Saturday, November 29, 2008

Reader Service Request - Part II

Prince Rupert, February 1958. As I wrote in my earlier blog entry “Reader Service Request, I had written to the major locomotive manufacturers for whatever materials they could provide “an enthusiastic hobbyist who wanted to learn more about their locomotives.”

In an era when written communication was an art, I managed to send requests to General Motors, English Electric, Fairbanks-Morse, Baldwin-Lima-Hamilton, Budd and ALCo. And virtually all of them responded.

Fairbanks-Morse sent along some brochures and two 8x10 glossy photos of their H12-44 series locomotives, and a brochure on the H16-44 road switcher type.

I found a good example of an H16-44 in this shot of Milwaukee Road 406.

As with all Fairbanks-Morse locomotives, the prime mover was the Opposed Piston engine. I’ve mentioned before that my late Dad, who was a career Marine Engineer, had nothing nice to say about that motor.

His grievance was that Opposed Piston engine is basically two-eight cylinder motors mounted head to head, which not only had a high breakdown rate, but was a “_itch” to work on; in his case, potentially somewhere between Astoria and Honolulu with a huge grain barge and unstable work platform!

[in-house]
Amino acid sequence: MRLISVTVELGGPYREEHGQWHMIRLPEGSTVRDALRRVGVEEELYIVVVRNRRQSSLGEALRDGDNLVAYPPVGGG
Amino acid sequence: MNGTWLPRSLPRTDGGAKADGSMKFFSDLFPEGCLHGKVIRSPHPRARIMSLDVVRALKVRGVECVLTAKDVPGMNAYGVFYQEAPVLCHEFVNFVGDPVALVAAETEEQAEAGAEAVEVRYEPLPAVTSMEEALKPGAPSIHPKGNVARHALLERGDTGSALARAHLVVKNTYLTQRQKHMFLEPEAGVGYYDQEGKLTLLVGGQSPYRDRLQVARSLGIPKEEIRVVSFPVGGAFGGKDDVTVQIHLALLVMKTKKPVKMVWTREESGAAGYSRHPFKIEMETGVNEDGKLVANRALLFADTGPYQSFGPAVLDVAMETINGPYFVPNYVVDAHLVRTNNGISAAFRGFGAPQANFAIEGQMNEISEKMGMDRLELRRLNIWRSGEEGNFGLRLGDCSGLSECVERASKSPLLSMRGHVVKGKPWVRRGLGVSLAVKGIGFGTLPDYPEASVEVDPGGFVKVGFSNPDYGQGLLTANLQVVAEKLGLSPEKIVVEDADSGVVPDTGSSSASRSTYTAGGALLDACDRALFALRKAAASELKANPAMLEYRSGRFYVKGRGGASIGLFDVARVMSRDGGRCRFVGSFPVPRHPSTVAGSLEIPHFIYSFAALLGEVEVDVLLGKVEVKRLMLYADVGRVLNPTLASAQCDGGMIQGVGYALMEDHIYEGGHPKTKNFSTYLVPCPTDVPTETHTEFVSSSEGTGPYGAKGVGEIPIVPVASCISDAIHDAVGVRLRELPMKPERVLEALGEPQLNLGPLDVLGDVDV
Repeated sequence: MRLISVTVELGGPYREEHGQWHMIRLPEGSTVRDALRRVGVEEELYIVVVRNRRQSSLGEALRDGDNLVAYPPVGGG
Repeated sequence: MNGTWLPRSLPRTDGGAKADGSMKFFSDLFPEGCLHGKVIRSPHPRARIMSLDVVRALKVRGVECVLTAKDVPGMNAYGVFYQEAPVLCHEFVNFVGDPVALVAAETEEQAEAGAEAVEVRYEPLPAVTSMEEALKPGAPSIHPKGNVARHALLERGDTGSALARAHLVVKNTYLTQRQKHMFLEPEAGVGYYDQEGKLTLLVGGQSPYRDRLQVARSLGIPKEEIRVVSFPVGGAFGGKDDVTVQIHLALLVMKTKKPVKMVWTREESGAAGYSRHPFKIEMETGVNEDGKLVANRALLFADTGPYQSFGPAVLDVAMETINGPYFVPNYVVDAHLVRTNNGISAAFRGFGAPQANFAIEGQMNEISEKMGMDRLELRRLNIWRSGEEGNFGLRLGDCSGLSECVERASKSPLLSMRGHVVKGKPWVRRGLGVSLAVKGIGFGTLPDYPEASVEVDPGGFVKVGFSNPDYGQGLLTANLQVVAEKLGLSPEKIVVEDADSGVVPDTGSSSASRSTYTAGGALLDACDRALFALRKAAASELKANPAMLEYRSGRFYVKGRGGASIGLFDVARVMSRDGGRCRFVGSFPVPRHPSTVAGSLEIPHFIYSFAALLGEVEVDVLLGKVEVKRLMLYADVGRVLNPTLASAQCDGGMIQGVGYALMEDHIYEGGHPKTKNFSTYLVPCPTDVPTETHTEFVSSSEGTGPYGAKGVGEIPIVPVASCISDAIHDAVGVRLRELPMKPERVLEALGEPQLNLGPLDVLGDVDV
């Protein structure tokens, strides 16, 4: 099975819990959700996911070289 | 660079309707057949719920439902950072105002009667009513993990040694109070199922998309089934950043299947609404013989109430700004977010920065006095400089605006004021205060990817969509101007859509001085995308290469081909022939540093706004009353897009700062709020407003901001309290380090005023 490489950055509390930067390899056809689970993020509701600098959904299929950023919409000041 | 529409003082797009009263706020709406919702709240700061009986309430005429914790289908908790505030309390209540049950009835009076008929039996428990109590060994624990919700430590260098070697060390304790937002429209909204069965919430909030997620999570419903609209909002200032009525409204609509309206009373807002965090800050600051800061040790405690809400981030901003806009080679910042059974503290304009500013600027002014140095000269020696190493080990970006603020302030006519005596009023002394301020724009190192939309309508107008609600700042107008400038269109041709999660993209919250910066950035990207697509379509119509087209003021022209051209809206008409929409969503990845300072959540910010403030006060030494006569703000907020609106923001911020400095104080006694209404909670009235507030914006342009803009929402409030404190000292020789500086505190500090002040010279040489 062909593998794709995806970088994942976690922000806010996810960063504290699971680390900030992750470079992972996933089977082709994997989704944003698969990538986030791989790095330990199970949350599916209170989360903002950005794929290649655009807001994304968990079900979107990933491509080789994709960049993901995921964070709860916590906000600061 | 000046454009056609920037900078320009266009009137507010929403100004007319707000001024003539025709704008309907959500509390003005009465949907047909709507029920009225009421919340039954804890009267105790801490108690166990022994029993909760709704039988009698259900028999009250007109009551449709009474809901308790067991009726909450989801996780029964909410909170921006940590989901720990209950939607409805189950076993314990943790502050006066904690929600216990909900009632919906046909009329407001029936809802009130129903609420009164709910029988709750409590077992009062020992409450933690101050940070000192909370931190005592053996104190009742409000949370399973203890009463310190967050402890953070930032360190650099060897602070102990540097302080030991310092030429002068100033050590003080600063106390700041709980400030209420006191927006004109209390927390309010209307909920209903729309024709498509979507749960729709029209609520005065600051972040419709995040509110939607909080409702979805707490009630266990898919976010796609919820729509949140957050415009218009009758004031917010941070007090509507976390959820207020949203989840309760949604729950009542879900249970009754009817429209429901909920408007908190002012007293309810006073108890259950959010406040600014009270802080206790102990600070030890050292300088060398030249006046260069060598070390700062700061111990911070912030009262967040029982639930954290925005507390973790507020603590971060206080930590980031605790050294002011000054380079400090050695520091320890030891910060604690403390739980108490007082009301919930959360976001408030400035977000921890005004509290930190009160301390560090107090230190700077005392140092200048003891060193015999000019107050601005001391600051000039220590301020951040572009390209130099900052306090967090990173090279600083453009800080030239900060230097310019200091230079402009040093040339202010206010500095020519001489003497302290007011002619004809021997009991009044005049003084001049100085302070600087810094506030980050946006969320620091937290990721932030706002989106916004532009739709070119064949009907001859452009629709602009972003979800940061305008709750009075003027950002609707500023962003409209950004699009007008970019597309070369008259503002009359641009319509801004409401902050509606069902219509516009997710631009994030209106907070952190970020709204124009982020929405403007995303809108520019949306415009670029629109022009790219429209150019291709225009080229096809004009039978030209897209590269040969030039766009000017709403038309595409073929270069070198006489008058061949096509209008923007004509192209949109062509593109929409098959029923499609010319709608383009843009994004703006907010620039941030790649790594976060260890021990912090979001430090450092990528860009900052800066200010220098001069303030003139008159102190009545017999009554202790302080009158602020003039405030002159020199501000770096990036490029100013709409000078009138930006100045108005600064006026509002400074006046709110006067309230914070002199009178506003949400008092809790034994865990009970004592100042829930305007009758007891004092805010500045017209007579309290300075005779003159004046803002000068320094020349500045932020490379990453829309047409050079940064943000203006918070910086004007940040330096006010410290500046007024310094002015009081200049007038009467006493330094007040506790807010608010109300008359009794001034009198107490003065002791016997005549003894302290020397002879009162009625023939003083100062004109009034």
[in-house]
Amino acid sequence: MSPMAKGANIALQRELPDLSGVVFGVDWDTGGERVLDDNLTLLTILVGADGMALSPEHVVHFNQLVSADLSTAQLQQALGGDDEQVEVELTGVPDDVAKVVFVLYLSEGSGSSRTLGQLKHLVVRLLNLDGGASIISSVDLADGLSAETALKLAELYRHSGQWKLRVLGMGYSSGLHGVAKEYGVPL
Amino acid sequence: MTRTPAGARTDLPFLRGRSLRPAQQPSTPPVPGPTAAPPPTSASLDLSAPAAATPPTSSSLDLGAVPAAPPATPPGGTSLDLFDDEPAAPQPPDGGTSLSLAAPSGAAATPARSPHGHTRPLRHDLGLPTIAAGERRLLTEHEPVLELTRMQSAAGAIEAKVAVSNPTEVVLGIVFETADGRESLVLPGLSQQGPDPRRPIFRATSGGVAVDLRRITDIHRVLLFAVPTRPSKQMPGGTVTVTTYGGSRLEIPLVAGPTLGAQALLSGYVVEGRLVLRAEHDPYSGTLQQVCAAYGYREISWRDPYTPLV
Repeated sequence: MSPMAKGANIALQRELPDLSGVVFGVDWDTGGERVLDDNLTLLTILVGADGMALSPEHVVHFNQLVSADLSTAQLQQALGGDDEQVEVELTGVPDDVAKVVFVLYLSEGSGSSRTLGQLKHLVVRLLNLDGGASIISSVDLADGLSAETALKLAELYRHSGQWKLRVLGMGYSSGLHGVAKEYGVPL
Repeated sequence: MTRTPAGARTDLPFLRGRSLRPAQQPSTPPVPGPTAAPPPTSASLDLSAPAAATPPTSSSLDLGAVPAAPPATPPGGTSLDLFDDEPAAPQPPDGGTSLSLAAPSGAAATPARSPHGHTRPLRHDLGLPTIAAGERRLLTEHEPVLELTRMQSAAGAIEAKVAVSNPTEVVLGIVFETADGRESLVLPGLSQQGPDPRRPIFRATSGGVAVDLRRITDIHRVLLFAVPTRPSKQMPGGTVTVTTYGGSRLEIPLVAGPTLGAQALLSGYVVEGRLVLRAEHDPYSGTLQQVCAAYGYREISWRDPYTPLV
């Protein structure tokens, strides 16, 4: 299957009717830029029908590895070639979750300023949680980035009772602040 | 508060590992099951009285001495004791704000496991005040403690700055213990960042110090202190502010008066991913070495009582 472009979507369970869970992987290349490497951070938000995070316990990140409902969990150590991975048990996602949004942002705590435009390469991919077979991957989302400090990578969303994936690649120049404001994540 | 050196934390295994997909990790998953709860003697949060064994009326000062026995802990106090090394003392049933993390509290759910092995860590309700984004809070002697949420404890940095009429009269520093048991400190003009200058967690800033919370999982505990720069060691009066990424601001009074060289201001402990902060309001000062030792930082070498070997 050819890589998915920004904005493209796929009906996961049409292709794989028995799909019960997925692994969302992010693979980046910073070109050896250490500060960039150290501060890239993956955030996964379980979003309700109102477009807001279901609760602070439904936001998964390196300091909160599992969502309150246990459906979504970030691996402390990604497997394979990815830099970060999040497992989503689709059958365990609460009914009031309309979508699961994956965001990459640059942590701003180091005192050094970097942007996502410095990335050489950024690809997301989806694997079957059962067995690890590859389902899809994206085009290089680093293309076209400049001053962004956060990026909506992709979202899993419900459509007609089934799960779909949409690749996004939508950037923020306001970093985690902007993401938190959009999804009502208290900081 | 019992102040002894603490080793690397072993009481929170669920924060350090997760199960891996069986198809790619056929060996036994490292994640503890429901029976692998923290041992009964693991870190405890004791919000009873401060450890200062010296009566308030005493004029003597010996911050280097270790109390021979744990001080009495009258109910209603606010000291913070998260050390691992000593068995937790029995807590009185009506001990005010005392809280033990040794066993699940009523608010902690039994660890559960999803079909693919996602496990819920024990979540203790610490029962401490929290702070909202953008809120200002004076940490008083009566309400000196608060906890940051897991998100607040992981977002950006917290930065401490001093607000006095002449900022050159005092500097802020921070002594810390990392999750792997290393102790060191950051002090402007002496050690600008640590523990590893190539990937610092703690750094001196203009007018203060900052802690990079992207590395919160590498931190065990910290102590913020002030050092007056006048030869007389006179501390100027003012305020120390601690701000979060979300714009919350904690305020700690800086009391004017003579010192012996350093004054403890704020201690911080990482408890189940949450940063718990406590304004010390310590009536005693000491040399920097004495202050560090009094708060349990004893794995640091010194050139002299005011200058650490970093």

It was not uncommon then, and perhaps now, to find rail fans mistakenly referring to these units as “Trainmasters,” when in fact they were not. Perhaps the confusion was created because both lines overlapped each other as far as production dates were concerned.

The dead-on spotting feature is that the “Trainmasters” rode on a 3-wheel (C-C) wheel truck, as compared to the 2-wheel (B-B) wheel truck of the H12- and H16-44’s.

Chicago, Milwaukee, St. Paul & Pacific purchased a grand total of 29 0f these units between 1954 and 1956. To my knowledge, none of this Road Class ever crossed the Great Divide into the Puget Sound country.

This YouTube video of Milwaukee Road 760 will give you an idea of what the Opposed Piston motor sounded like.

It’s a little known fact, but the Russian’s experimented with an
opposed piston steam locomotive, reportedly reducing rail pounding.

Uhmmm. Time for another turkey sandwich!

Railroad Stuff: Milwaukee Road 406, was built by Fairbanks-Morse as an H16-44, 1,600 horsepower road switcher, nee 2456, January 1954, serial number 16L-821, Road Class 16-FRS. Retired January 1976.

Milwaukee Road 760 (video) was built by Fairbanks-Morse as an H10-44, 1,000 hp switcher, Road Class L1001, nee 1802, August 1944, serial number L1001, Road Class 10-FS. Retired May 1980, and sold to Illinois Railway Museum in November 1981, where this video was shot.

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